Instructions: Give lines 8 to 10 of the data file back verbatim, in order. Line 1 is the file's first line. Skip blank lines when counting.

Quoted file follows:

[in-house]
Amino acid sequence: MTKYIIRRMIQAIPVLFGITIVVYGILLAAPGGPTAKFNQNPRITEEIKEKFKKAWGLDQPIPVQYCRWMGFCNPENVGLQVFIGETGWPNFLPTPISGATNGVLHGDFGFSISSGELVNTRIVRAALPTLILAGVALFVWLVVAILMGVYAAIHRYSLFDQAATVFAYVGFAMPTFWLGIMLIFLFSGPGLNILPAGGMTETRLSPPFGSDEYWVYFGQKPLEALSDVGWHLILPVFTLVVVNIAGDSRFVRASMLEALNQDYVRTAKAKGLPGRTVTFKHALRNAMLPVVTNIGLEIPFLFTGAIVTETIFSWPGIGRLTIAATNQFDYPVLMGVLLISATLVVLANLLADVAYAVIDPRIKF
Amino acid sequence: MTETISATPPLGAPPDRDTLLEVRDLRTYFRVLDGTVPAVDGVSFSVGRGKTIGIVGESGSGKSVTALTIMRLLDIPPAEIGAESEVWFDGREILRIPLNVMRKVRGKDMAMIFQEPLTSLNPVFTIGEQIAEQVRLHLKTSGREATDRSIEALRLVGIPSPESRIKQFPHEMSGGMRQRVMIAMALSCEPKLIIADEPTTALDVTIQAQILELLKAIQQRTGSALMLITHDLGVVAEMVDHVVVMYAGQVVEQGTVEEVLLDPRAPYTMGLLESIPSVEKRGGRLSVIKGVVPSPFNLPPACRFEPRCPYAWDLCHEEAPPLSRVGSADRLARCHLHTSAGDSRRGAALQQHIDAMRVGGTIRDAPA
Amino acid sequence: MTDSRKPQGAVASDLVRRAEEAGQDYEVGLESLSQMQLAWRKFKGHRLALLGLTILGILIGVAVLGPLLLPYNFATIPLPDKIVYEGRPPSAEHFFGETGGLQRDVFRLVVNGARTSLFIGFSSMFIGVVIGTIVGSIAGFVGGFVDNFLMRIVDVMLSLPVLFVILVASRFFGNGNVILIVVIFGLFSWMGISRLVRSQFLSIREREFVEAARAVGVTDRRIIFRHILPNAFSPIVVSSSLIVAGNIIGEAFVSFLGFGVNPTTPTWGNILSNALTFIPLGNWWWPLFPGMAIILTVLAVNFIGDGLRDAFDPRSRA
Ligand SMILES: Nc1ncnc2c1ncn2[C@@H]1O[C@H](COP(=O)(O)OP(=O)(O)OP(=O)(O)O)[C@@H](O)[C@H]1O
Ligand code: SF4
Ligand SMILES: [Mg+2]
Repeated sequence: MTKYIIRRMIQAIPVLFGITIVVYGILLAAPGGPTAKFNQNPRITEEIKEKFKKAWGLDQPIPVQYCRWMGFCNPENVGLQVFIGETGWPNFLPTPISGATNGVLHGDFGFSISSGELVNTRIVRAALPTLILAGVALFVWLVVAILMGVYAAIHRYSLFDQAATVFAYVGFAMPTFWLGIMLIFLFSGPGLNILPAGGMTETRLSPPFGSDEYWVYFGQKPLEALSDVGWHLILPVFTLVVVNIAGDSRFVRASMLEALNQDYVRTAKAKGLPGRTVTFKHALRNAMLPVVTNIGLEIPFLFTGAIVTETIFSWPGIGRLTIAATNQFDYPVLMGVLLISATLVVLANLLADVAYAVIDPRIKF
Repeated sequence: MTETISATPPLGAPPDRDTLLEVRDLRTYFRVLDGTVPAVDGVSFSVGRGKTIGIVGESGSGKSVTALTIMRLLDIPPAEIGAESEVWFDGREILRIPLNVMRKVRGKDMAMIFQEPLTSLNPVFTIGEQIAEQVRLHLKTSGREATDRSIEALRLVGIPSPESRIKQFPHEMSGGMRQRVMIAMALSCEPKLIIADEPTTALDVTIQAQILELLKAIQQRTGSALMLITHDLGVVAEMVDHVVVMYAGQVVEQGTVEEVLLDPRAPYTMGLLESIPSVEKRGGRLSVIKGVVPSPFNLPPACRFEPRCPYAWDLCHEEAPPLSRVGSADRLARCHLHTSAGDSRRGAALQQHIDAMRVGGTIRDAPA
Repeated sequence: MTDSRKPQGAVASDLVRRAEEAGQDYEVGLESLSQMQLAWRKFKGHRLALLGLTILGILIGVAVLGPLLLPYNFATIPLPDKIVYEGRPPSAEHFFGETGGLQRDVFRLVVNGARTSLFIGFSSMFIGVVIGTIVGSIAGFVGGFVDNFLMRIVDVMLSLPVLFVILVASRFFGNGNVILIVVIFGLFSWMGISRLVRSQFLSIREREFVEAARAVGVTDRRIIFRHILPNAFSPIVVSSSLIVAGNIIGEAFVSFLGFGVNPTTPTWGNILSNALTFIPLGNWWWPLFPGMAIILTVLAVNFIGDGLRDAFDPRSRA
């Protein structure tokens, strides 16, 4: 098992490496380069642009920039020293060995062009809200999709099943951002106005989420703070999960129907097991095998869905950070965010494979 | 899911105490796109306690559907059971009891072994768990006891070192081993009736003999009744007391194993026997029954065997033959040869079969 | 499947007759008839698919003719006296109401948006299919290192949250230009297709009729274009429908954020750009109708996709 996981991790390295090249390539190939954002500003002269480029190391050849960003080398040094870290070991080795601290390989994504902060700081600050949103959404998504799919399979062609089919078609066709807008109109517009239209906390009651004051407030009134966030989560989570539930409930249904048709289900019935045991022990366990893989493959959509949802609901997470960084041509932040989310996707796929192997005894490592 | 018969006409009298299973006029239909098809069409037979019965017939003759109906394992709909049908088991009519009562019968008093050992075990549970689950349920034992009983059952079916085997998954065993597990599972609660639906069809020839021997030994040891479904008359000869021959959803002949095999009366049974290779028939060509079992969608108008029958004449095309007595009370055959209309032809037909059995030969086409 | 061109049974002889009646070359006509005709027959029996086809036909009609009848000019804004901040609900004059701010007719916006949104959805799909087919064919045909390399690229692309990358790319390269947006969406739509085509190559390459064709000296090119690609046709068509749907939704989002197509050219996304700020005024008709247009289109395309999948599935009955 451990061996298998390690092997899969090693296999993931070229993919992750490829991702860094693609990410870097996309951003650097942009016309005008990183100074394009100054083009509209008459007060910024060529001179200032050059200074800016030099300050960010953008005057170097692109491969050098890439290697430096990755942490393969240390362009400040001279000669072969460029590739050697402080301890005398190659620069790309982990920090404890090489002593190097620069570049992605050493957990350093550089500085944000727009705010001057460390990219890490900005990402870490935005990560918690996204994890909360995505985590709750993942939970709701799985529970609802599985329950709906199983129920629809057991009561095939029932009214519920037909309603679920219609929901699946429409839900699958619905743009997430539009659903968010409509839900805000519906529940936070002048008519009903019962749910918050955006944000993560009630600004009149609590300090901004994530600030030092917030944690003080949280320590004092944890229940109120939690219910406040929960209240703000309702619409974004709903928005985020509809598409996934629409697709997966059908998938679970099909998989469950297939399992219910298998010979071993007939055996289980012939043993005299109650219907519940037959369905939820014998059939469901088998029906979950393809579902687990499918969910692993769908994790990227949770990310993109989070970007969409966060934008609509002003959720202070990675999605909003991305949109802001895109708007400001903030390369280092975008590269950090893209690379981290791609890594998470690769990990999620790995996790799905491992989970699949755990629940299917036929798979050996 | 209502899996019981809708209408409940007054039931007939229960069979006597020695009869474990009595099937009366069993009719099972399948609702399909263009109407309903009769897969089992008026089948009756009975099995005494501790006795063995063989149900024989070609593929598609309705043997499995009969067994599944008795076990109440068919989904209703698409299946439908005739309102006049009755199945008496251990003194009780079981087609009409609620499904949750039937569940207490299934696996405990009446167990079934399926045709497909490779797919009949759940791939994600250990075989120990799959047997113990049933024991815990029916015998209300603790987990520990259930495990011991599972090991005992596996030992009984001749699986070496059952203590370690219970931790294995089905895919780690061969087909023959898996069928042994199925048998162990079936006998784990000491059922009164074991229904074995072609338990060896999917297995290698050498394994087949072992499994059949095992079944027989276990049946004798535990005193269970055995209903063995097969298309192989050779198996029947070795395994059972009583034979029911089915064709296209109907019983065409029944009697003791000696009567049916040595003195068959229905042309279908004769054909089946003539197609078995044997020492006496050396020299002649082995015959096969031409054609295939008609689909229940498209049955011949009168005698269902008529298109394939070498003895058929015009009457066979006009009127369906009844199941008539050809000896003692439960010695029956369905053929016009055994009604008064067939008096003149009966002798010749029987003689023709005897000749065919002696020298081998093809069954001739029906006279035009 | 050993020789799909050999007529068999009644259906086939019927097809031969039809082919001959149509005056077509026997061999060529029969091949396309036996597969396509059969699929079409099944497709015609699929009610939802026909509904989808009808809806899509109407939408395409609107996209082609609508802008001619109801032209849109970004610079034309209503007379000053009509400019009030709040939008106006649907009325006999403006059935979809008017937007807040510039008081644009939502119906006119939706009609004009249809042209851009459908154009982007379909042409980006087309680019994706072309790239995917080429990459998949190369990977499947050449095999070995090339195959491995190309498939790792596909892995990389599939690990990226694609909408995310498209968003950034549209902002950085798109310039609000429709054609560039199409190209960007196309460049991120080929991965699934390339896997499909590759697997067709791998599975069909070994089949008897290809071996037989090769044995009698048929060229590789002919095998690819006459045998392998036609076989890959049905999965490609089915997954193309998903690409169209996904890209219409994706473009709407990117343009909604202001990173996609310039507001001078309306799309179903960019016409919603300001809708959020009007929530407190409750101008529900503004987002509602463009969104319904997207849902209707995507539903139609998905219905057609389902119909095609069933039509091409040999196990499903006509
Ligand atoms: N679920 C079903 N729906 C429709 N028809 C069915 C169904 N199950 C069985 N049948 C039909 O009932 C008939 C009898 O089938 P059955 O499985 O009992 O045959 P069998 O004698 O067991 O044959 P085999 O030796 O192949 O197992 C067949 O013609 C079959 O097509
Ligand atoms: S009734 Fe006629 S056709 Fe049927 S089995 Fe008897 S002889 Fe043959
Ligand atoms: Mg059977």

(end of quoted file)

Repeated sequence: MTKYIIRRMIQAIPVLFGITIVVYGILLAAPGGPTAKFNQNPRITEEIKEKFKKAWGLDQPIPVQYCRWMGFCNPENVGLQVFIGETGWPNFLPTPISGATNGVLHGDFGFSISSGELVNTRIVRAALPTLILAGVALFVWLVVAILMGVYAAIHRYSLFDQAATVFAYVGFAMPTFWLGIMLIFLFSGPGLNILPAGGMTETRLSPPFGSDEYWVYFGQKPLEALSDVGWHLILPVFTLVVVNIAGDSRFVRASMLEALNQDYVRTAKAKGLPGRTVTFKHALRNAMLPVVTNIGLEIPFLFTGAIVTETIFSWPGIGRLTIAATNQFDYPVLMGVLLISATLVVLANLLADVAYAVIDPRIKF
Repeated sequence: MTETISATPPLGAPPDRDTLLEVRDLRTYFRVLDGTVPAVDGVSFSVGRGKTIGIVGESGSGKSVTALTIMRLLDIPPAEIGAESEVWFDGREILRIPLNVMRKVRGKDMAMIFQEPLTSLNPVFTIGEQIAEQVRLHLKTSGREATDRSIEALRLVGIPSPESRIKQFPHEMSGGMRQRVMIAMALSCEPKLIIADEPTTALDVTIQAQILELLKAIQQRTGSALMLITHDLGVVAEMVDHVVVMYAGQVVEQGTVEEVLLDPRAPYTMGLLESIPSVEKRGGRLSVIKGVVPSPFNLPPACRFEPRCPYAWDLCHEEAPPLSRVGSADRLARCHLHTSAGDSRRGAALQQHIDAMRVGGTIRDAPA
Repeated sequence: MTDSRKPQGAVASDLVRRAEEAGQDYEVGLESLSQMQLAWRKFKGHRLALLGLTILGILIGVAVLGPLLLPYNFATIPLPDKIVYEGRPPSAEHFFGETGGLQRDVFRLVVNGARTSLFIGFSSMFIGVVIGTIVGSIAGFVGGFVDNFLMRIVDVMLSLPVLFVILVASRFFGNGNVILIVVIFGLFSWMGISRLVRSQFLSIREREFVEAARAVGVTDRRIIFRHILPNAFSPIVVSSSLIVAGNIIGEAFVSFLGFGVNPTTPTWGNILSNALTFIPLGNWWWPLFPGMAIILTVLAVNFIGDGLRDAFDPRSRA